The staging is wonderful from the get go, opening to a cosy family bedroom scene where the kids play battles and imagine themselves into different worlds.
They are soon visited by Peter Pan - Ziggy Heath - of course, and end up in Neverland where they search for their “lost” brother Tom, a new character and focus of the Darling parent's depression.
Throughout, the set looks great but where the magic really comes is from the script and the brilliant acting from the cast, who are flawless throughout. Glitter, confetti, brilliantly placed lights and Peter and Isobel McArthur’s Wendy flights round the stage really transport you.
Gyuri Sarossy's Hook is the perfect “heel”, raising boos from the audience as the pantomime villain and scaring the kids, who Heath’s Peter also plays to perfectly. Sally Reid's Tink goes full-Scottish, had the kids laughing and was at the center of one of the standout moments for the younger audience.
Wendy is the real emotional centrepiece of the play though, as the reversal of the title names from the original novel by Barrie would suggest. She guides the rest of the characters through the world and is the protagonist, focus and driver of the plot.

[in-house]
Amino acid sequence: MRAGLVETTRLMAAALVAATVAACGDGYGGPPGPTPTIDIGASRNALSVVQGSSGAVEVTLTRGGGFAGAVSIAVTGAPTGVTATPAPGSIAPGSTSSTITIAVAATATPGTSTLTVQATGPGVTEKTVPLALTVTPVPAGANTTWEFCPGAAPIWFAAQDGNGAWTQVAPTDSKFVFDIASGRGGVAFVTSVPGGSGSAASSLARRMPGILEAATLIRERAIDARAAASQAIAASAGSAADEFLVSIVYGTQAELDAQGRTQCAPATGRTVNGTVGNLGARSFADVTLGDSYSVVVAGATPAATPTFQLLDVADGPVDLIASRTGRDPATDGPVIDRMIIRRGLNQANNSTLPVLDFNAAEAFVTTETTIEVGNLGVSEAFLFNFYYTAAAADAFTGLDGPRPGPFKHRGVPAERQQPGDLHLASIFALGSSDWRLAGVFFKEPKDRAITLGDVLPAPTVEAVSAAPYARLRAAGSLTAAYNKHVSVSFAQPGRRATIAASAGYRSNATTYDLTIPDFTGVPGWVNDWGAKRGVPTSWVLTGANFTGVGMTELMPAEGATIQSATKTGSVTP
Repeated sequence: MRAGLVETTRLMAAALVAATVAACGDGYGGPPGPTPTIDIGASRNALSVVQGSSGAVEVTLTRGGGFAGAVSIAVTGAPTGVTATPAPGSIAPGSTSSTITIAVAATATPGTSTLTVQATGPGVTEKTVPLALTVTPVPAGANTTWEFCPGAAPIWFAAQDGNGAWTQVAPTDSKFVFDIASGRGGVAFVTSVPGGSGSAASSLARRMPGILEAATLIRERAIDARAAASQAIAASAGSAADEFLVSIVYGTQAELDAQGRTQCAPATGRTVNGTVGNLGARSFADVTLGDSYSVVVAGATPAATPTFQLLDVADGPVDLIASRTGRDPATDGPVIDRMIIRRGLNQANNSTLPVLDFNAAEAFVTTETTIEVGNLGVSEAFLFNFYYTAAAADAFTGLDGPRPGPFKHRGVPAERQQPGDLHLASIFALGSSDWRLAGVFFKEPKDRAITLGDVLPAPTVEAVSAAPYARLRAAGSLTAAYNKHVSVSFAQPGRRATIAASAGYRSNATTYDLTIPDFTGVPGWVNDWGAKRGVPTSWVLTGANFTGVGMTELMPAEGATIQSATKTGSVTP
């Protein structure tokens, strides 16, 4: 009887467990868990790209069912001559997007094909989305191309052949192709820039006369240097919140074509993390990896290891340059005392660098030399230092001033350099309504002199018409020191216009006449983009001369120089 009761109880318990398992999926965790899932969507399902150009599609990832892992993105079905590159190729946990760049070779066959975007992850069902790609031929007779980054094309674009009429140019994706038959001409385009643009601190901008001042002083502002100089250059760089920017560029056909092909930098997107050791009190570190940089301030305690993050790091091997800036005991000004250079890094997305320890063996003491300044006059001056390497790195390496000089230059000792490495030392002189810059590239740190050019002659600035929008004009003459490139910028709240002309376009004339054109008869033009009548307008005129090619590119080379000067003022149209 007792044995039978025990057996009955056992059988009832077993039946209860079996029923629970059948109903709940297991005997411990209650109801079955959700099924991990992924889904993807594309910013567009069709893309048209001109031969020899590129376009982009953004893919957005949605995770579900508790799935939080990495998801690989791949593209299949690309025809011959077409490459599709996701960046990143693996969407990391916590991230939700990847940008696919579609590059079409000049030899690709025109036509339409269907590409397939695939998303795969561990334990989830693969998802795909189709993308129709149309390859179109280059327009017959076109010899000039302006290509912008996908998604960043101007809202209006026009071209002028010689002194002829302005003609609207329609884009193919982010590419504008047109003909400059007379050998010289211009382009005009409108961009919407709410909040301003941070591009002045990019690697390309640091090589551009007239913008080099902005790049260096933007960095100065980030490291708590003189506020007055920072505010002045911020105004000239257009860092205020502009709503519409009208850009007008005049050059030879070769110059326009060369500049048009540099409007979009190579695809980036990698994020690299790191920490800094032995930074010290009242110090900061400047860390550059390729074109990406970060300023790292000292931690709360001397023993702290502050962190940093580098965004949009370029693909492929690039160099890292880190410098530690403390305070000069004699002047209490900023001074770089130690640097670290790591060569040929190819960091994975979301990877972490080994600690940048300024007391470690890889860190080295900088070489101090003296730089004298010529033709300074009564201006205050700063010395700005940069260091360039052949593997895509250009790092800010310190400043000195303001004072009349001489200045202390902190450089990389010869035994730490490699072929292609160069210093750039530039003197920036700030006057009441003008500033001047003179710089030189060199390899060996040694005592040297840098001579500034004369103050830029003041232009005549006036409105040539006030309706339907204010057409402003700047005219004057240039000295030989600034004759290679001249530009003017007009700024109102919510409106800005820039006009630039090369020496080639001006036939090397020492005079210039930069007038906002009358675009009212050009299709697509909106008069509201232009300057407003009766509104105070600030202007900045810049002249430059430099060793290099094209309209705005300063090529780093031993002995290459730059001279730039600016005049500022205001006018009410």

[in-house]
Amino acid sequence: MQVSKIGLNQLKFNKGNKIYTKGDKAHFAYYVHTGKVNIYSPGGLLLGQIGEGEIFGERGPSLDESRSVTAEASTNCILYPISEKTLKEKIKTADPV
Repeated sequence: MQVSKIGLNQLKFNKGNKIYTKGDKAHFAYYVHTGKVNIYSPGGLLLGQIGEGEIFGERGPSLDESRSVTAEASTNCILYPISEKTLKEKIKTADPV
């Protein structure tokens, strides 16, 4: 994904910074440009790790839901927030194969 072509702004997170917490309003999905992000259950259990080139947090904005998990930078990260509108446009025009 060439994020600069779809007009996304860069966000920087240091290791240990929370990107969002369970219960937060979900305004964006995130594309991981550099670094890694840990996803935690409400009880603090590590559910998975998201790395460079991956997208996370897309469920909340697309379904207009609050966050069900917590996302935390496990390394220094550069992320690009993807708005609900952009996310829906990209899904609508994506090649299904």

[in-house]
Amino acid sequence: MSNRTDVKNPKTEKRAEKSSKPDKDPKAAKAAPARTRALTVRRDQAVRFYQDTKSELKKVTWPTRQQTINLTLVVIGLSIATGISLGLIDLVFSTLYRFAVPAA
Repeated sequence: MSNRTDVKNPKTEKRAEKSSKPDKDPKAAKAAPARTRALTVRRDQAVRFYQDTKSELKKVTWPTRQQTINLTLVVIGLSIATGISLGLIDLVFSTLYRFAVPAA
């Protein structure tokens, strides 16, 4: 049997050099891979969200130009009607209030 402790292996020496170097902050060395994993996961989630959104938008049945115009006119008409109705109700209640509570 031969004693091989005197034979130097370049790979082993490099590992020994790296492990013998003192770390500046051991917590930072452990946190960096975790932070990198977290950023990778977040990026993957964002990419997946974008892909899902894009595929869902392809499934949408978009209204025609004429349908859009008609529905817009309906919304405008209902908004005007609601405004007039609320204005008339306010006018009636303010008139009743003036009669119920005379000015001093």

The feminist theme is brought in more strongly in the second half, where Wendy asks why the boys get to have all the fun, and subsequently plotting. It's a good observation, and one that, since we'd be lying if we said we hadn't been wondering the same in the first half of the show, the play really couldn't have done without.
The play peaks late on, when Wendy and Peter talk about Tom, gazing at the stars, before a part-tragic, part-magical sequence that follows. The beauty of the building itself is even highlighted.
One of our favourite things about the Lyceum in Edinburgh is that whenever they do plays geared more towards children, they also remember to make sure that the play is still actually good, and can be enjoyed by adults as well. Like a Disney or Pixar film. It sounds obvious but we’ve seen one two many kids plays where they just fill it up with fart jokes, the kids laugh at a few, and their parents sit there wanting to be literally anywhere else in the world.
This adaption of Wendy and Peter Pan is fantastic. Not only is it funny, spot on for the kids, visually brilliant and well acted, it’s really quite moving - to the point of tears for many - in the end. It raises questions about mortality, about depression and about loss. But it also has a lot of laughs and is a crowd pleaser for the young. A great job by all at the Lyceum theatre.